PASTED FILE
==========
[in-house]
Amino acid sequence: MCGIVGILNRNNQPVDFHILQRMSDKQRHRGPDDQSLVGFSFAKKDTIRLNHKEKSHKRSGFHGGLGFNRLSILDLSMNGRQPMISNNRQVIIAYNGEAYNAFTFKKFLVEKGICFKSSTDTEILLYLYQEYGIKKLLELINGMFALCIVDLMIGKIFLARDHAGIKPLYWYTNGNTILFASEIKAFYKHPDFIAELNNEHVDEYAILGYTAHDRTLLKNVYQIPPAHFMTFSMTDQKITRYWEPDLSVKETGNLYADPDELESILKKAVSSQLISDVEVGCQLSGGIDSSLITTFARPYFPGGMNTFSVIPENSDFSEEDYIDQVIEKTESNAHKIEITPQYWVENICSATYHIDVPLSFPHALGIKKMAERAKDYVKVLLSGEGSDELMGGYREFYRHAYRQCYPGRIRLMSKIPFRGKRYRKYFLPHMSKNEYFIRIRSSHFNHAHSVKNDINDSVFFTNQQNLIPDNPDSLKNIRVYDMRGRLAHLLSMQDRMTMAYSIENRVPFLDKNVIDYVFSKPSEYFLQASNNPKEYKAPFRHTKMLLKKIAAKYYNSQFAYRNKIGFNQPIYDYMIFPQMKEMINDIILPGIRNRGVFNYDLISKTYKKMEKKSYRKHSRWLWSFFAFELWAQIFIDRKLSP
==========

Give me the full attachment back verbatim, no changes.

[in-house]
Amino acid sequence: MCGIVGILNRNNQPVDFHILQRMSDKQRHRGPDDQSLVGFSFAKKDTIRLNHKEKSHKRSGFHGGLGFNRLSILDLSMNGRQPMISNNRQVIIAYNGEAYNAFTFKKFLVEKGICFKSSTDTEILLYLYQEYGIKKLLELINGMFALCIVDLMIGKIFLARDHAGIKPLYWYTNGNTILFASEIKAFYKHPDFIAELNNEHVDEYAILGYTAHDRTLLKNVYQIPPAHFMTFSMTDQKITRYWEPDLSVKETGNLYADPDELESILKKAVSSQLISDVEVGCQLSGGIDSSLITTFARPYFPGGMNTFSVIPENSDFSEEDYIDQVIEKTESNAHKIEITPQYWVENICSATYHIDVPLSFPHALGIKKMAERAKDYVKVLLSGEGSDELMGGYREFYRHAYRQCYPGRIRLMSKIPFRGKRYRKYFLPHMSKNEYFIRIRSSHFNHAHSVKNDINDSVFFTNQQNLIPDNPDSLKNIRVYDMRGRLAHLLSMQDRMTMAYSIENRVPFLDKNVIDYVFSKPSEYFLQASNNPKEYKAPFRHTKMLLKKIAAKYYNSQFAYRNKIGFNQPIYDYMIFPQMKEMINDIILPGIRNRGVFNYDLISKTYKKMEKKSYRKHSRWLWSFFAFELWAQIFIDRKLSP